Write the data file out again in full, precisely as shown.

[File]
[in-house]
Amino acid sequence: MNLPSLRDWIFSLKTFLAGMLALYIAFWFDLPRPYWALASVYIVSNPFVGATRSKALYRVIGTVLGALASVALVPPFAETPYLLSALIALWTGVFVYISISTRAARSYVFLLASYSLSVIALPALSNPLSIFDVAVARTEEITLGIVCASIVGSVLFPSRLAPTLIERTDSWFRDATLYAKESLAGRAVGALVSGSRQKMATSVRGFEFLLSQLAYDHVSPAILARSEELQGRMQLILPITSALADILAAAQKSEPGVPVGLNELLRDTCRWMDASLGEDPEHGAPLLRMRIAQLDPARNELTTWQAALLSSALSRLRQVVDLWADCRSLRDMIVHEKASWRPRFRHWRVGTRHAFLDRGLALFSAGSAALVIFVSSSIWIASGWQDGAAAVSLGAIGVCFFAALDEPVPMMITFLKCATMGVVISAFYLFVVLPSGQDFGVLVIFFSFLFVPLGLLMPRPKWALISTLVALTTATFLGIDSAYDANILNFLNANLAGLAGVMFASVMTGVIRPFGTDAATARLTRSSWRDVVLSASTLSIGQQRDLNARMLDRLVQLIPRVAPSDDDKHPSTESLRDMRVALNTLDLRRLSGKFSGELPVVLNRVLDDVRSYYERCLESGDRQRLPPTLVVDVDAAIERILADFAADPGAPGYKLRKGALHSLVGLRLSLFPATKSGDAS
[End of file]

[in-house]
Amino acid sequence: MNLPSLRDWIFSLKTFLAGMLALYIAFWFDLPRPYWALASVYIVSNPFVGATRSKALYRVIGTVLGALASVALVPPFAETPYLLSALIALWTGVFVYISISTRAARSYVFLLASYSLSVIALPALSNPLSIFDVAVARTEEITLGIVCASIVGSVLFPSRLAPTLIERTDSWFRDATLYAKESLAGRAVGALVSGSRQKMATSVRGFEFLLSQLAYDHVSPAILARSEELQGRMQLILPITSALADILAAAQKSEPGVPVGLNELLRDTCRWMDASLGEDPEHGAPLLRMRIAQLDPARNELTTWQAALLSSALSRLRQVVDLWADCRSLRDMIVHEKASWRPRFRHWRVGTRHAFLDRGLALFSAGSAALVIFVSSSIWIASGWQDGAAAVSLGAIGVCFFAALDEPVPMMITFLKCATMGVVISAFYLFVVLPSGQDFGVLVIFFSFLFVPLGLLMPRPKWALISTLVALTTATFLGIDSAYDANILNFLNANLAGLAGVMFASVMTGVIRPFGTDAATARLTRSSWRDVVLSASTLSIGQQRDLNARMLDRLVQLIPRVAPSDDDKHPSTESLRDMRVALNTLDLRRLSGKFSGELPVVLNRVLDDVRSYYERCLESGDRQRLPPTLVVDVDAAIERILADFAADPGAPGYKLRKGALHSLVGLRLSLFPATKSGDAS